This study was supported by the Croatian Science Foundation, project IP 2016-06-5751, “DNA as evidence of distribution and vitality of endangered Balkan chamois”; the RESBIOS European Union’s Horizon 2020 Research and Innovation Program (No. 872146) and the Open Access Publication Fund of the University of Zagreb Faculty of Agriculture.

Institutional Review Board Statement

Not applicable.

Data Availability Statement

The newly assembled DNA sequences presented in this study are openly available in GenBank, with accession number of each sequence stated in the manuscript.


The authors thank Ante Turudić for advice and technical help with handling of sequencing data. The authors thank Sandro Lovari, and Luca Corlatti, for information and discussion about chamois taxonomy.

Conflicts of Interest

The authors declare no conflict of interest.


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Figure 1. Differences between R. rupicapra (green) and R. pyrenaica (red) in terms of (a) nucleotide diversity and (b) GC content.
Figure 1. Differences between R. rupicapra (green) and R. pyrenaica (red) in terms of (a) nucleotide diversity and (b) GC content.
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Figure 2. Rooted phylogenetic tree obtained by Bayesian inference for the whole Caprinae. Nodal supports are indicated above the nodes (posterior probability for Bayesian inference and bootstrap for maximum likelihood, respectively). Colored branches represent Rupicapra clades: red—clade W; blue—clade C; and green—clade E.
Figure 2. Rooted phylogenetic tree obtained by Bayesian inference for the whole Caprinae. Nodal supports are indicated above the nodes (posterior probability for Bayesian inference and bootstrap for maximum likelihood, respectively). Colored branches represent Rupicapra clades: red—clade W; blue—clade C; and green—clade E.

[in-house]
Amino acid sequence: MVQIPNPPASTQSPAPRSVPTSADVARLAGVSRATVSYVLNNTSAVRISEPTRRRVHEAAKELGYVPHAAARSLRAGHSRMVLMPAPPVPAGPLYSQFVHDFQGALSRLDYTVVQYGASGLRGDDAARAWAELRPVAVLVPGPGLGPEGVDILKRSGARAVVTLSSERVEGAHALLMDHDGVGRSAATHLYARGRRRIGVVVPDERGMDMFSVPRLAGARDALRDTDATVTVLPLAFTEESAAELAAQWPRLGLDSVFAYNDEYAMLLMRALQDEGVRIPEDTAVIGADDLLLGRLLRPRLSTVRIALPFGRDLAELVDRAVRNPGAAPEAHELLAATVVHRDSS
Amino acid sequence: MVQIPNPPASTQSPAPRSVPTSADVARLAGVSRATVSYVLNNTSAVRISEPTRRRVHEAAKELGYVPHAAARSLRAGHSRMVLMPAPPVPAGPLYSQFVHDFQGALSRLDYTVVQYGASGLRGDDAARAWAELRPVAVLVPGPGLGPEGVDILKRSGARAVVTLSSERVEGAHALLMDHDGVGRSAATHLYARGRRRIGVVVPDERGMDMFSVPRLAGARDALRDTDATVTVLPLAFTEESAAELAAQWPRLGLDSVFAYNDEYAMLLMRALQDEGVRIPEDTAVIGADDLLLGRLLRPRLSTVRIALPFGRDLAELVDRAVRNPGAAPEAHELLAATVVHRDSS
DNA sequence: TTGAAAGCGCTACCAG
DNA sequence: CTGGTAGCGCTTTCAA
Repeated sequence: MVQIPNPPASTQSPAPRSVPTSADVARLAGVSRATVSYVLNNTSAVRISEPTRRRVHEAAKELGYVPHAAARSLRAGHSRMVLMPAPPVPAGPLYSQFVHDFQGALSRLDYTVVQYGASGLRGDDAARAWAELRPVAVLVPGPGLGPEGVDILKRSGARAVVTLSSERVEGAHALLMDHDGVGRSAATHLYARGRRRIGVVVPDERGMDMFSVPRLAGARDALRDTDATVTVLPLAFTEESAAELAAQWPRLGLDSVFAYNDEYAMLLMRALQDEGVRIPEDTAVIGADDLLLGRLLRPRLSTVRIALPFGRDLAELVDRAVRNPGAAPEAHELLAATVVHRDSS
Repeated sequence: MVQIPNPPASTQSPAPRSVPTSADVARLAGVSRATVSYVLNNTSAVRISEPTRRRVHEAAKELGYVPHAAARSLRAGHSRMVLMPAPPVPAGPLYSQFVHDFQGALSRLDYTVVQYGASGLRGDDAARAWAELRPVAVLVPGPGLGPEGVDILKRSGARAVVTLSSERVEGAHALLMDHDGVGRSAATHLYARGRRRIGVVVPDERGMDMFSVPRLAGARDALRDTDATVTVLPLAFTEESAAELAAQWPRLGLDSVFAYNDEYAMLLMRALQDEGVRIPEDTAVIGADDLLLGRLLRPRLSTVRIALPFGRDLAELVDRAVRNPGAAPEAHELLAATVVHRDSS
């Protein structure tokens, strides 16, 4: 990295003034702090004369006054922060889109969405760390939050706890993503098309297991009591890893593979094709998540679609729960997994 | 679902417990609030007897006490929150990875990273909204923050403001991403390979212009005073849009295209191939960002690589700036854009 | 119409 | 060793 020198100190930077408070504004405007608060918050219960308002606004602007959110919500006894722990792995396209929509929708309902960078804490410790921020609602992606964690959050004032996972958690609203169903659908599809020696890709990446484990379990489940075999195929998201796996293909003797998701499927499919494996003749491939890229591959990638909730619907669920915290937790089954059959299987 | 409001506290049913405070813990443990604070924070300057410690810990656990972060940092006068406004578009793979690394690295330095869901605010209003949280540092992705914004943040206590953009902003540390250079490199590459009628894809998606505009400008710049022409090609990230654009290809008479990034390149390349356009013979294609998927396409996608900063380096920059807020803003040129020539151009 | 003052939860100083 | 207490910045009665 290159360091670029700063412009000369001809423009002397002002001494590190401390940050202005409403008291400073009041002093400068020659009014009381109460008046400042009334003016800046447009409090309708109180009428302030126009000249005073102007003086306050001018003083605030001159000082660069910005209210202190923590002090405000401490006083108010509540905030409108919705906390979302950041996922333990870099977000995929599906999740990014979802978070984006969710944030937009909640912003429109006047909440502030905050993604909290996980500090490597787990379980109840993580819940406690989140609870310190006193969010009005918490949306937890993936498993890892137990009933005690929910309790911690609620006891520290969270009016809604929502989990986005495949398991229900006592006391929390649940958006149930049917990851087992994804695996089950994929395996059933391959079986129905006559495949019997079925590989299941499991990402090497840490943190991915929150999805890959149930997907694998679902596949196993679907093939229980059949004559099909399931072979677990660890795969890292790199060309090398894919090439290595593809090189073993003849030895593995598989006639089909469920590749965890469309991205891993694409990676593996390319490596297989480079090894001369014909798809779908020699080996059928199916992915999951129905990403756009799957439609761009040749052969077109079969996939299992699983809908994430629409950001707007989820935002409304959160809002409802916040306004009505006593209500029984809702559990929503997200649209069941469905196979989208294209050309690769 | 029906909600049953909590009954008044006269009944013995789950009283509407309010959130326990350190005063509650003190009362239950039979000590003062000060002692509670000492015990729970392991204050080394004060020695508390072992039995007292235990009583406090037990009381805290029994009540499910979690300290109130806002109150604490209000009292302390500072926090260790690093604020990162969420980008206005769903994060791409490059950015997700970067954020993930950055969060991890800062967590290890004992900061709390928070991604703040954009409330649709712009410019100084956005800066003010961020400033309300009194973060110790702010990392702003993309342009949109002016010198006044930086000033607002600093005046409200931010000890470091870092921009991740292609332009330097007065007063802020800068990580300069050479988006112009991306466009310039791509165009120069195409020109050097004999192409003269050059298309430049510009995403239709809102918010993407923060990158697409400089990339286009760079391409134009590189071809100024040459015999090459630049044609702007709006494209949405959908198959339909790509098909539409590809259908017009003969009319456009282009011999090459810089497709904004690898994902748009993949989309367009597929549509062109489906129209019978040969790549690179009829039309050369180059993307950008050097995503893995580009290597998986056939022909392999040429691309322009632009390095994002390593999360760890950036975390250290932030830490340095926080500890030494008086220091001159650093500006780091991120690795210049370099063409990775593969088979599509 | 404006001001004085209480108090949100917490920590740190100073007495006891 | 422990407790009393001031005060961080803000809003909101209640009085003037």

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Figure 3. Rooted phylogenetic tree obtained by Bayesian inference for Rupicapra only. Nodal supports are indicated above the nodes (posterior probability for Bayesian inference and bootstrap percentages for maximum likelihood, respectively). GenBank Accession numbers are presented in parentheses.
Figure 3. Rooted phylogenetic tree obtained by Bayesian inference for Rupicapra only. Nodal supports are indicated above the nodes (posterior probability for Bayesian inference and bootstrap percentages for maximum likelihood, respectively). GenBank Accession numbers are presented in parentheses.
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Table 1. Variability across the Rupicapra subspecies. N = number of individuals, N haplotypes = number of haplotypes, S = number of polymorphic sites, π = nucleotide diversity, h = haplotype diversity, SD = standard deviation, Fs = Fu’s Fs, TOT = total.
Table 1. Variability across the Rupicapra subspecies. N = number of individuals, N haplotypes = number of haplotypes, S = number of polymorphic sites, π = nucleotide diversity, h = haplotype diversity, SD = standard deviation, Fs = Fu’s Fs, TOT = total.
SubspeciesNN HaplotypesSπ (SD)h (SD)FsAccession Number
R. rupicapra11 FJ207539 1
R. r. rupicapra32520.002 (0.001)0.667 (0.314)6.481MW588898 2
MW588900 2
MW588903 2
R. r. balcanica11 MW588899 2
R. r. rupicapra x R. r. balcanica putative hybrid2210.000 (0.000)1.000 (0.500)0.000MW588896 2
MW588897 2
R. r. tatrica21 MW588901 2
MW588902 2
R. r. cartusiana11 KJ184175 3
R. rupicapra TOT1065730.009 (0.004)0.889 (0.075)12.454
R. pyrenaica11 FJ207538 1
R. p. ornata11 KJ184173 3
R. p. pyrenaica22140.001 (0.000)1.000 (0.500)2.639KJ184174 3
MW588895 2
R. pyrenaica TOT443710.012 (0.006)1.000 (0.177)3.426
TOT14107710.019 (0.003)0.945 (0.045)11.944
1 Hassanin et al. (2009); 2 present study; 3 Pérez et al. (2014).
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Iacolina, L.; Buzan, E.; Safner, T.; Bašić, N.; Geric, U.; Tesija, T.; Lazar, P.; Arnal, M.C.; Chen, J.; Han, J.; et al. A Mother’s Story, Mitogenome Relationships in the Genus Rupicapra. Animals 2021, 11, 1065.

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Iacolina L, Buzan E, Safner T, Bašić N, Geric U, Tesija T, Lazar P, Arnal MC, Chen J, Han J, et al. A Mother’s Story, Mitogenome Relationships in the Genus Rupicapra. Animals. 2021; 11(4):1065.

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Iacolina, Laura, Elena Buzan, Toni Safner, Nino Bašić, Urska Geric, Toni Tesija, Peter Lazar, María Cruz Arnal, Jianhai Chen, Jianlin Han, and et al. 2021. "A Mother’s Story, Mitogenome Relationships in the Genus Rupicapra" Animals 11, no. 4: 1065.